‘You Can Have My Heart‘ – the second song, delivers Henman’s heart right on a golden platter via Hank Williams. “This is my Hank song.” says Henman. “Not to sound vain but I can picture Hank singing this.”

The song is a gentle introduction to Henman’s songwriting prowess that commenced along with Myles Goodwyn’s back in the mid – sixties with Woodie’s Termites. “It feels good and it’s a true story for me.” Admits Henman. In this day and age where television shows, movies and music seem to pump out hatred by the minute, it is easy to forget that great songs contain stories. Great songs contain melodies which provoke whistling. This Henman gem does just that …

The title track; ‘Same Old Feeling’ is a remarkable song and a play on words … or feelings. Henman has carried this song with him for forty years. He started writing it in a cottage, completed the process many years later in a cottage and guess what? The song is about a cottage … go figure? Henman finds the finished product happy and laid – back. He had a good time writing it and hopes a listener will as well. No doubt as once more Jim provides comfort. Jim enables us to ‘walk in the warm, warm rain’ and not get wet.

‘Could be Heaven’ – according to David and Ritchie Henman’s cousin – brings out his ‘old rock n roll’ self. Written in ten minutes – Jim loves the solo and the end of the song which bookends the fifties – style guitar riff to start the song. Reminiscent of  old April Wine songs … Coincidence? Nothing complicated – just old-time rock n roll. The kind of stuff that got the Silver Beatles hoppin’!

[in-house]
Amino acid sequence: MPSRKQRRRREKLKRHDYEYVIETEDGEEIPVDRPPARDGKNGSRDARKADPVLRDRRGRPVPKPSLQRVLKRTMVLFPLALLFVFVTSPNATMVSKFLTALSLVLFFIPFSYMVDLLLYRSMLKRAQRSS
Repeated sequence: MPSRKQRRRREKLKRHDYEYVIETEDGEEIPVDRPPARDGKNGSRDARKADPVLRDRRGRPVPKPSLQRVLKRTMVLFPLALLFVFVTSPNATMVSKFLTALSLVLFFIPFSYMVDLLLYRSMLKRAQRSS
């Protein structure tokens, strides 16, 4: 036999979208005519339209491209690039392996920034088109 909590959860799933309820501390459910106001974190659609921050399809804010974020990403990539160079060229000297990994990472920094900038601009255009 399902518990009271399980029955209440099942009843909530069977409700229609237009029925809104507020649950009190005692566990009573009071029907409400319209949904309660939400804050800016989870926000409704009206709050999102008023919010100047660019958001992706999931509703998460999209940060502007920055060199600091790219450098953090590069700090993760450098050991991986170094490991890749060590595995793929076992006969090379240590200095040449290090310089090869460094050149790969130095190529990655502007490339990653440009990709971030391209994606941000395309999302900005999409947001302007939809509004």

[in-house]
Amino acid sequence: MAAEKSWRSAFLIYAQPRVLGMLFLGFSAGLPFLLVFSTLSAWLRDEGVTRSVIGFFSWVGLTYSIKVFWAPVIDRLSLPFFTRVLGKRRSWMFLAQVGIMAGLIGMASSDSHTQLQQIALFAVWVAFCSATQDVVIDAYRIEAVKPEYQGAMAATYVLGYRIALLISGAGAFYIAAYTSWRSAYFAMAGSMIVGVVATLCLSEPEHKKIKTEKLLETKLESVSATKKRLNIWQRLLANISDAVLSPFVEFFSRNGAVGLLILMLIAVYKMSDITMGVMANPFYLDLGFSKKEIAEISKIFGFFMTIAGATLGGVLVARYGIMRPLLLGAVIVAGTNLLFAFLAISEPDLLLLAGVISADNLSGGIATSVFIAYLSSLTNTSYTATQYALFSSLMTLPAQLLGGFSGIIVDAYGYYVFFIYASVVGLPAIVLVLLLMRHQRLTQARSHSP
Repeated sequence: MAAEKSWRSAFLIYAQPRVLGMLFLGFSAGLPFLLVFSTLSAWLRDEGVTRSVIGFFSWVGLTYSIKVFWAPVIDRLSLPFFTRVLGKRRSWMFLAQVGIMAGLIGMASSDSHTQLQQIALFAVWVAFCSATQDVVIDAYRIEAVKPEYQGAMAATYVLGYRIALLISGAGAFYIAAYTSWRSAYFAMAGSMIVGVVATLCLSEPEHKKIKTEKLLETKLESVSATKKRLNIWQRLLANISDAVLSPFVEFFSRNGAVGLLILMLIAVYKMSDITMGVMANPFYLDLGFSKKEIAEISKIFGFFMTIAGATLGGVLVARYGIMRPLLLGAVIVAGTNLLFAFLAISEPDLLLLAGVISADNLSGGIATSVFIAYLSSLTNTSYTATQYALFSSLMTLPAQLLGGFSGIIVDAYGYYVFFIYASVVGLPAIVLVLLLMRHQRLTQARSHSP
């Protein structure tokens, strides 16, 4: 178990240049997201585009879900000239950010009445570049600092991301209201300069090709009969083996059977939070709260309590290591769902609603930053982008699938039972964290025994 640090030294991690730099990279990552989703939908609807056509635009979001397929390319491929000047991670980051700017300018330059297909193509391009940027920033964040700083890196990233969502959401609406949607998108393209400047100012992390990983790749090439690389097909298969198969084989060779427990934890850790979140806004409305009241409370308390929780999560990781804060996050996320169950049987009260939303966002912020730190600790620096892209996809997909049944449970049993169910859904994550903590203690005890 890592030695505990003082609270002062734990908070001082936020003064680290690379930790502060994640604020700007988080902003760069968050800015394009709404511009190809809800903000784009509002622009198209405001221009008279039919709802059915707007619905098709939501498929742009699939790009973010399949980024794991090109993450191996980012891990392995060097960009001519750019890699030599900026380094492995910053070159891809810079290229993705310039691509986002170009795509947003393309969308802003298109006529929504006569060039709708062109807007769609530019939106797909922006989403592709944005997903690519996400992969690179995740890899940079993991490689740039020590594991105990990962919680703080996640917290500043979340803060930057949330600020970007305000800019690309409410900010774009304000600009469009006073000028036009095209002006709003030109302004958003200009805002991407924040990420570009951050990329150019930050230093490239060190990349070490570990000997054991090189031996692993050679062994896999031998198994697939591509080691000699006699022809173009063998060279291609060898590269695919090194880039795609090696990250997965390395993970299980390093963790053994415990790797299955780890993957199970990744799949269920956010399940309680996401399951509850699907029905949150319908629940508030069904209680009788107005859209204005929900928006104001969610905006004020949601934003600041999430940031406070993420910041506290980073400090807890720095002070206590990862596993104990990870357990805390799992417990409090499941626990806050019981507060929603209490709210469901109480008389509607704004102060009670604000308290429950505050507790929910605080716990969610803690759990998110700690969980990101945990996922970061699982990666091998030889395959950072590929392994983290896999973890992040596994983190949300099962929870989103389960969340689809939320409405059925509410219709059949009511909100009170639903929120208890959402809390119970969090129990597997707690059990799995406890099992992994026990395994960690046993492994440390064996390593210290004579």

‘Thats The Way It Goes’ is a tune about a beach.  A sandy piece of land which is close to where Henman resides. Martinique  is the name of the beach and ‘Baboo’ is the name of the cat. A combination which makes a great tune.   A tasteful, delightful romp led by John Appleby’s mandolin playing and followed by Jim’s next – door – neighbor – style vocals. Great songs lead to whistling. This song includes whistling. A great song to listen to by the water while your feet dangle in nostalgia.

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Ritchie, David and Jim Henman

‘That’s All I Got’ is Jim Henman’s autobiographical song. It is important to listen to the words on this song which could have been easily recorded by The Band. It reels the details of Henman’s rise to fame with April Wine and his ‘would be ‘ demise if he had stuck around to watch it destroy him. A musical sense throughout the song dictates happiness yet a skylight remains open for a feeling of doom to chase the Halifax native along.

‘Walk Right In’
“It feels like this song has always been in my head.” says Henman of the Gus Cannon tune “I have played it for years at home .. I like this feel and what Charlie Phillips did in the solos … Love it! Chuck Buckett on drums really did it for me when he added his  drum ideas!”

‘I Don’t Have No Blues’ was written 15 years ago by Henman and wrote itself according to Jim. His appreciation of John Sebastian‘s songwriting comes out in this tune. Jim is telling us “I don’t have no blues’ and we kinda believe him. “It’s a blues tune that is not a blues tune ..” Says Henman. Whatever it is – it is a toe tapping acoustic number ripe with a century of artists’ souls and acoustic playing which gently stokes a flame long ago extinguished by hip hop and rap.

The last track is not final.

‘Shame Shame Boogie’ is a fictitious song about a guy in Waverly where Jim lived as a teen. A small town story and a tale which could be about ‘many people’ concludes Henman. The club they ( many people) went to was named Creeque Alley in Dartmouth, N.S . “For anyone who knows what I mean by Shame Shame Boogie …. they get it!” Adds Jim. ” The audience loved to sing along with the chorus .. I love it when that happens!’

Henman is doing a full band version of this song with a certain Myles Goodwyn on electric guitar. It will be released as a single. It is due out in a few months.

Hmmm … Myles and Henman playing together once again! I bet they get that “Same old feeling!’